Thermally Induced Water Transfer in Salinized, Unsaturated Soil
- I. N. Nassar,
- Robert Horton and
- A. M. Globus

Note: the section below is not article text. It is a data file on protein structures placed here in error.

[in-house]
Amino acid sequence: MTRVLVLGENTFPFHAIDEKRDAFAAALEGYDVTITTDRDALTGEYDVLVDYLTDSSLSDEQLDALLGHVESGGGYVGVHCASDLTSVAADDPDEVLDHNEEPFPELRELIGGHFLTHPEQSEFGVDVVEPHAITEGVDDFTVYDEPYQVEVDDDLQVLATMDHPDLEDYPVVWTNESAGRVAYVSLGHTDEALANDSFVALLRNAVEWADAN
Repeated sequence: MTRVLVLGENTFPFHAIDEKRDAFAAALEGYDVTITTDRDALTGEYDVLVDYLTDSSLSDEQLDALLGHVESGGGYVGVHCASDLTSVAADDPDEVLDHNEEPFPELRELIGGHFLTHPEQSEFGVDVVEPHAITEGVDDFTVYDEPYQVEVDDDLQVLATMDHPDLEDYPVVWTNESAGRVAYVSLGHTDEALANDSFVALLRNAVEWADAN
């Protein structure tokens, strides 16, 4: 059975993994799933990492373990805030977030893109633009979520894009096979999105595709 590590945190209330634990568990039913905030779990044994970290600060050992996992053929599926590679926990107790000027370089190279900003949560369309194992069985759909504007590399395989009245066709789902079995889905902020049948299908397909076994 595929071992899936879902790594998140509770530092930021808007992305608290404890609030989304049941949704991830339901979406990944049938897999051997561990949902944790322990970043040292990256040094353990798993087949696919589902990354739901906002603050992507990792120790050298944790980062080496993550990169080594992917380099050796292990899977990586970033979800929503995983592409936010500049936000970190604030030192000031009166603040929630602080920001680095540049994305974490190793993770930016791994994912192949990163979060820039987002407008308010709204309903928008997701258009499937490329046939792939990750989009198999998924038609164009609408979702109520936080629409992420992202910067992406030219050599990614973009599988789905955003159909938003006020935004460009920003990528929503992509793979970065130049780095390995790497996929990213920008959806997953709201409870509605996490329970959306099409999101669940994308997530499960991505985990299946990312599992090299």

Natural soil surfaces are exposed to nonisothermal conditions. Resulting thermal gradients cause water to redistribute. The combined effects of solute concentration and temperature gradient on water transfer has not been fully studied. In this work, a model describing the simultaneous transfer of heat, water (liquid and vapor), and solute in porous media was used to predict water transfer under different initial solute concentrations and mean temperatures in closed soil columns. The initial solute concentrations ranged from 0.0 to 3.085 mol kg−1, and mean soil temperatures ranged from 17 to 37°C with thermal gradients of 100°C m−1. The predicted water contents were compared with observed values obtained from soil column experiments. Both the predicted and observed values of water content showed accumulation of water at the cold ends of the soil columns. The predicted and measured net water transfer decreased nonlinearly as the solute concentration increased. Net water transfer increased as the mean temperature increased. Both the predicted and measured solute concentrations showed an increase at regions close to the hot end of the soil columns. The soil column with initial water content of 0.232 m3 m−3 had a large accumulation of solute at the hot end relative to columns with 0.132 or 0.072 m3 m−3 initial water contents. This suggested that water moved mostly in liquid form under the initial water content of 0.232 m3 m−3, whereas it moved primarily in vapor from under initial water content of 0.072 m3 m−3.
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